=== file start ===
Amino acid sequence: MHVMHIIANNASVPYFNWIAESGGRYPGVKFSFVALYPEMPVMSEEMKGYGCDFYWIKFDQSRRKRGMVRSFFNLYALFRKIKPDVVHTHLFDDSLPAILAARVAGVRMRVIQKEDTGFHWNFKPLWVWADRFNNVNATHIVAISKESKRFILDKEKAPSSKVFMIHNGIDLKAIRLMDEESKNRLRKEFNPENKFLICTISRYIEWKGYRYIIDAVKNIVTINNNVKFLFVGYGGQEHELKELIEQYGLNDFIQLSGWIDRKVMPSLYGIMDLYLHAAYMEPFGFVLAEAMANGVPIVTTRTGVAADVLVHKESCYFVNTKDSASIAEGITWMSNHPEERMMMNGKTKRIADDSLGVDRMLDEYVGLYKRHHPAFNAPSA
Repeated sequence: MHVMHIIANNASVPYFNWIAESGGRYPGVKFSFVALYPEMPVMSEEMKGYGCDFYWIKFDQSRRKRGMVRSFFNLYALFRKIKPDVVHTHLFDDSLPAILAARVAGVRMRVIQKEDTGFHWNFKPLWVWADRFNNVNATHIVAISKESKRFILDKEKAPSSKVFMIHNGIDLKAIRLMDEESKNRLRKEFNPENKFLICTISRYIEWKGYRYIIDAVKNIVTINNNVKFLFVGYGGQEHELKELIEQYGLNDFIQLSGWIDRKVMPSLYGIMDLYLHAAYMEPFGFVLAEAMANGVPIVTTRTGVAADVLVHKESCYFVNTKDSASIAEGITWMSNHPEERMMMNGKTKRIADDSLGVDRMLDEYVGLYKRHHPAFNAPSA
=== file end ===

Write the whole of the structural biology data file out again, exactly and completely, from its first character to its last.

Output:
Amino acid sequence: MHVMHIIANNASVPYFNWIAESGGRYPGVKFSFVALYPEMPVMSEEMKGYGCDFYWIKFDQSRRKRGMVRSFFNLYALFRKIKPDVVHTHLFDDSLPAILAARVAGVRMRVIQKEDTGFHWNFKPLWVWADRFNNVNATHIVAISKESKRFILDKEKAPSSKVFMIHNGIDLKAIRLMDEESKNRLRKEFNPENKFLICTISRYIEWKGYRYIIDAVKNIVTINNNVKFLFVGYGGQEHELKELIEQYGLNDFIQLSGWIDRKVMPSLYGIMDLYLHAAYMEPFGFVLAEAMANGVPIVTTRTGVAADVLVHKESCYFVNTKDSASIAEGITWMSNHPEERMMMNGKTKRIADDSLGVDRMLDEYVGLYKRHHPAFNAPSA
Repeated sequence: MHVMHIIANNASVPYFNWIAESGGRYPGVKFSFVALYPEMPVMSEEMKGYGCDFYWIKFDQSRRKRGMVRSFFNLYALFRKIKPDVVHTHLFDDSLPAILAARVAGVRMRVIQKEDTGFHWNFKPLWVWADRFNNVNATHIVAISKESKRFILDKEKAPSSKVFMIHNGIDLKAIRLMDEESKNRLRKEFNPENKFLICTISRYIEWKGYRYIIDAVKNIVTINNNVKFLFVGYGGQEHELKELIEQYGLNDFIQLSGWIDRKVMPSLYGIMDLYLHAAYMEPFGFVLAEAMANGVPIVTTRTGVAADVLVHKESCYFVNTKDSASIAEGITWMSNHPEERMMMNGKTKRIADDSLGVDRMLDEYVGLYKRHHPAFNAPSA